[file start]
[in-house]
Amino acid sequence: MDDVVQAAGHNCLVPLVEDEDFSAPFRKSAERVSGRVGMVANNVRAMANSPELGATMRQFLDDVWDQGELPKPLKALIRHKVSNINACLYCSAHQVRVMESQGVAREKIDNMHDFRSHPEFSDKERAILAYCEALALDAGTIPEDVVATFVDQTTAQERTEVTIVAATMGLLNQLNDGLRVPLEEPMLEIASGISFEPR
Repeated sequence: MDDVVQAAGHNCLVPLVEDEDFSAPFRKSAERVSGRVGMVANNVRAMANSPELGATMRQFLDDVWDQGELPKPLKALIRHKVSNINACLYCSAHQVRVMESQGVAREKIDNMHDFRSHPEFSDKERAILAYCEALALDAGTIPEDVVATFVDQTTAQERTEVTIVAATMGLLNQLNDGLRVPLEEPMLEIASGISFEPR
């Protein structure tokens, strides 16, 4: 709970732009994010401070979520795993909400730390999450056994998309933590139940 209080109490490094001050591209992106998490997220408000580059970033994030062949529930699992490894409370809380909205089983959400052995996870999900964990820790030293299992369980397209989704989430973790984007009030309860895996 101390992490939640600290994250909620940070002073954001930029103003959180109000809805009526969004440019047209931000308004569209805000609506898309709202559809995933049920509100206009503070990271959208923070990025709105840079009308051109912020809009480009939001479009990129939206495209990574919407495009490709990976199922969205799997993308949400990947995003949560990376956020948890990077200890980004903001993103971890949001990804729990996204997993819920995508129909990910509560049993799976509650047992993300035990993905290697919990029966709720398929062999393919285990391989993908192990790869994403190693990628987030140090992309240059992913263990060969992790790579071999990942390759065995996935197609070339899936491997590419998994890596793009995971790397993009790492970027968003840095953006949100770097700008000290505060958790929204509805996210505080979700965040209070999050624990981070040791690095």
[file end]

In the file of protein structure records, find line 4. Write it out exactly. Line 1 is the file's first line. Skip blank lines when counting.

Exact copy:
């Protein structure tokens, strides 16, 4: 709970732009994010401070979520795993909400730390999450056994998309933590139940 209080109490490094001050591209992106998490997220408000580059970033994030062949529930699992490894409370809380909205089983959400052995996870999900964990820790030293299992369980397209989704989430973790984007009030309860895996 101390992490939640600290994250909620940070002073954001930029103003959180109000809805009526969004440019047209931000308004569209805000609506898309709202559809995933049920509100206009503070990271959208923070990025709105840079009308051109912020809009480009939001479009990129939206495209990574919407495009490709990976199922969205799997993308949400990947995003949560990376956020948890990077200890980004903001993103971890949001990804729990996204997993819920995508129909990910509560049993799976509650047992993300035990993905290697919990029966709720398929062999393919285990391989993908192990790869994403190693990628987030140090992309240059992913263990060969992790790579071999990942390759065995996935197609070339899936491997590419998994890596793009995971790397993009790492970027968003840095953006949100770097700008000290505060958790929204509805996210505080979700965040209070999050624990981070040791690095």